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Category: Slices of Life

A splash of gold

It’s winter in Australia, and though we don’t get the bitter winter of many countries, still it’s lovely when we start to see the first new intimations of spring.  I was out in the country with my dog this morning, on a damp and drizzly day. Our natural bushland is beautiful, with a thousand shades of gray and green. 

And then, among the soft grays and greens and sage colors, we spotted bright  splashes of gold, from wattle blossoms. Wattle is an Australian native plant of the acacia family. Some varieties are known as mimosa in North America, but generally in Australia, it’s just called wattle. (Read on to learn why.)

 Wattle blossom is so bright and cheerful and coming at a gloomy time of year, I suspect it’s why it became a national symbol — yellow and green are the Australian colors. The name “wattle” was because, as a hardy native with multiple branches, it was used by the early colonists as a building material for “wattle and daub” houses — the wattle branches provided the framework and the “daub” was local clay.

There are hundreds of different varieties, different shades of yellow, some pale and lemony, others a dark, burnished gold. But all with hundreds of tiny bobbles of brightness.

Some people don’t much like wattle because it makes them sneeze; my dad would never allow it in the house because of that. But I love it. 

The Glories of Autumn

It’s autumn downunder (we don’t say “fall” here, we say autumn) and in Melbourne, where I live it’s a lovely time of year — dry, with clear, sunny days, and cool nights. And for me, one of the things that makes it special is autumn color. This is some of the Virginia Creeper in my garden. I love the way it’s scarlet and bronze and pink and green and claret and . . . all at once.  Makes me smile every time I look at it.

The indigenous Australian trees and bushes don’t turn color the way many of the forests do in the USA and Europe; we rely on “exotics” for our autumn color — the plants brought from other hemispheres, that people missed and wanted in their gardens. A little touch of “home” that has been going on for generations now.

So here, the cities and towns are where you’ll find the most autumnal gardens and avenues — where people have bought and planted them. The indigenous plants are more of a grey-green — beautiful and graceful, but not very colorful.

So I like to mix them up.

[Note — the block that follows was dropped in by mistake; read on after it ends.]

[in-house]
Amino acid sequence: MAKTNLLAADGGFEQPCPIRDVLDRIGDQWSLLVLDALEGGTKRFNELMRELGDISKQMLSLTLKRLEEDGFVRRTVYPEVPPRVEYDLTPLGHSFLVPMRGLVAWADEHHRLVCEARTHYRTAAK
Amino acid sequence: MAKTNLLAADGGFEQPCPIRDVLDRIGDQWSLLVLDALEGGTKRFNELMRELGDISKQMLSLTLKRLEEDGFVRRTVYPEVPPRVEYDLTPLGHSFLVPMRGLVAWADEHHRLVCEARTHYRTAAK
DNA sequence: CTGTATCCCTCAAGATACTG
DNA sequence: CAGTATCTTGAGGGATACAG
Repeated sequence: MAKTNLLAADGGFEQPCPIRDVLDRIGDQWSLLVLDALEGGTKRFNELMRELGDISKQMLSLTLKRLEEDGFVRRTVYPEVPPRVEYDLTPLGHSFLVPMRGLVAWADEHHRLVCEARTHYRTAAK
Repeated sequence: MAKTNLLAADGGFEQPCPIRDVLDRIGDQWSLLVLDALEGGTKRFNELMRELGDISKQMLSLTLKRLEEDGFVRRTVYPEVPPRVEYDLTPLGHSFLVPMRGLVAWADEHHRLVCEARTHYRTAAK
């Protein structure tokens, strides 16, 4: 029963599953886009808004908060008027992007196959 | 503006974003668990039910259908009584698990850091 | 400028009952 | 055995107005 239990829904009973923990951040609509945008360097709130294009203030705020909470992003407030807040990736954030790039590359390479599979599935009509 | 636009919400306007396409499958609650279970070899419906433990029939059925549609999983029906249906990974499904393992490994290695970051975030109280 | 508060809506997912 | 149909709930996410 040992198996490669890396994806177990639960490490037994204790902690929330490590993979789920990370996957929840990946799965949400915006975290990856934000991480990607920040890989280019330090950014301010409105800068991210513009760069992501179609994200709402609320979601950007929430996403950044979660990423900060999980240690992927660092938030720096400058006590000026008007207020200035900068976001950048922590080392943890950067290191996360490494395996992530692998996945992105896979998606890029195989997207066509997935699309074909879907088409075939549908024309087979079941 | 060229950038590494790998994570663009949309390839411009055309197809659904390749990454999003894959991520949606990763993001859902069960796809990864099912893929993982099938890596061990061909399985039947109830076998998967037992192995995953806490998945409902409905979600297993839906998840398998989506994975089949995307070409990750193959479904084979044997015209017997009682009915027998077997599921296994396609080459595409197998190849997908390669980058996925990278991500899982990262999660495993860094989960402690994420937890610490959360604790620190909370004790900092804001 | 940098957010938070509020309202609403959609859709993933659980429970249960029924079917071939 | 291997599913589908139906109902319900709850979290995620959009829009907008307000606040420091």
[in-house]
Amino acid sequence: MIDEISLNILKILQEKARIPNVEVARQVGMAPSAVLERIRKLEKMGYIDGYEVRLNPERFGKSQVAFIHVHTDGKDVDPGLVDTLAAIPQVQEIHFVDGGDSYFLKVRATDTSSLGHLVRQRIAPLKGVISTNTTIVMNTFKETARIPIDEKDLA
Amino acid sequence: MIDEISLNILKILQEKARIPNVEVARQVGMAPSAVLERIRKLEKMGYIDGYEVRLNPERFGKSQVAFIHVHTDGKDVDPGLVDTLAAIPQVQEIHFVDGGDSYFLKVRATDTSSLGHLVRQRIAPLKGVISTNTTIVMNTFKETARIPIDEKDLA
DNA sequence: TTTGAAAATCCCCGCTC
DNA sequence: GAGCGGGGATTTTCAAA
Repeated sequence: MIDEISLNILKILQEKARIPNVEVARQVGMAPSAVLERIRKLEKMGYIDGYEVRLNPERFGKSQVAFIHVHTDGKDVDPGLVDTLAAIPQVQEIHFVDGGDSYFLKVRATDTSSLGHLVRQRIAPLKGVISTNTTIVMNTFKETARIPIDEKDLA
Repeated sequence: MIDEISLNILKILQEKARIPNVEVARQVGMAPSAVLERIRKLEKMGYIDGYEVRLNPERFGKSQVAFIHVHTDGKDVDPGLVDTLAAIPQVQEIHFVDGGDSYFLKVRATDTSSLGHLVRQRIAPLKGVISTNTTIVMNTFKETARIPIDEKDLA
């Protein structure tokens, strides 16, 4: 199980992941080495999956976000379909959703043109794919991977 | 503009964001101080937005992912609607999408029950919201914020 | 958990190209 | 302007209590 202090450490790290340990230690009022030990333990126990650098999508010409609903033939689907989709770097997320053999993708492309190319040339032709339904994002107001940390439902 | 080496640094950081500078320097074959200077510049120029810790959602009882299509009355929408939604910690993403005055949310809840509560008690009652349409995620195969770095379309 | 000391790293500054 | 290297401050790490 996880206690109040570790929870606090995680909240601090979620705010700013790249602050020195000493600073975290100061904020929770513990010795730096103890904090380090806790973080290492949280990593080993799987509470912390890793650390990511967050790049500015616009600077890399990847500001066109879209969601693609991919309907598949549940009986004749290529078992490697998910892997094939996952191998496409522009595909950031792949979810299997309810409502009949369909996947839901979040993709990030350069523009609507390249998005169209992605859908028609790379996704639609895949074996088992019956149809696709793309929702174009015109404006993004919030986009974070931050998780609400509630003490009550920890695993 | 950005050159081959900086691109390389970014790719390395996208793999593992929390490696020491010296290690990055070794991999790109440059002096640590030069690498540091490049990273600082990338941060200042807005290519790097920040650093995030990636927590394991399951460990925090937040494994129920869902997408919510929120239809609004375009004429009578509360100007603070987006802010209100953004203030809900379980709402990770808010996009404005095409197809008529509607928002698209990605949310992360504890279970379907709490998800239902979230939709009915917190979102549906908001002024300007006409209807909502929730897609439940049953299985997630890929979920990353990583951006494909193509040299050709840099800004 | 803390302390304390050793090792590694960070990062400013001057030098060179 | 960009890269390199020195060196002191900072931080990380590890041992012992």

Here’s what I just gathered from my garden — not many flowers, just some sprigs of eucalyptus and the last remaining bits of color from the Virgina Creeper and a few red alstroemeria that are still in flower. Not particularly lush, but I like to fill a vase if I can.

And the other day I dropped into a friend’s place, where her ornamental grapevine makes a lush canopy over her back deck.  From the outside the leaves looked bright and burnished (I posted both on my Facebook page), but looking up from the kitchen door it’s delicate and subtle and so pretty I had to take a photo. I love the combination of soft pinks and pale green.

And just in case you think the only decorative things in our gardens at this time of year  are autumn leaves, here’s a brugmansia in full glorious flower in another friend’s garden. Aren’t they beautiful — like dancers, swaying in the breeze. The common name is Angels’ Trumpets, and they come in a variety of colors. I think this is the prettiest. Unfortunately they’re also pretty poisonous (they’re a relative of datura) so if you’re thinking of getting one, check that out, especially if you have kids or animals likely to eat them.

Yes, my friends have beautiful gardens — and they do all the work themselves. (My garden is quite barren by comparison.)

I’m lucky to have so many friends who have lovely gardens. They inspire me every time — the friends as well as the gardens. 

I’m fondest  of the “in between” seasons — autumn and spring, with no extremes.

What are you most looking forward to?

 

Baby Possum Rescue

Someone knocked on my door tonight to tell me there was a baby possum on the footpath in front of my house. I went outside and found a tiny baby ringtail possum crawling along the ground. I don’t know whether he’d fallen out of a tree, or off his mother’s back, but there he was, alone and vulnerable. There was no sign of the mother.

But there are plenty of cats and dogs in my street, and if I’d left this poor little mite there, one would have got him. So I scooped him up.  He was tiny, furry and very cute and looked so bewildered, poor little soul. He was just big enough to sit in the palm of my hand, with a long curly tail hanging down.

I wrapped him in a microfibre cleaning cloth and tucked him against my chest. He scrabbled himself up out of the cloth, just enough for his face to poke out. He put his little face against my skin and went to sleep.  And of course, I was instantly in love.


I looked for signs of the mother until it got too dark to see, then I phoned a wildlife rescue vet clinic, and made arrangements to take him in. I took a couple of photos but I was more worried about frightening or distressing him than taking a good photo, and besides, each time I put him down, he tried to climb back onto my hand. So my photos are pretty blurry. But the one below is someone else’s photo of a very similar looking baby ringtail.

 
I was sad to hand him over, but he needs specialist care, and I know they’ll take good care of my little furry baby. I’m also feeling sad for the mother —if she’s alive — not knowing where her baby is.  Life for wild creatures is tough.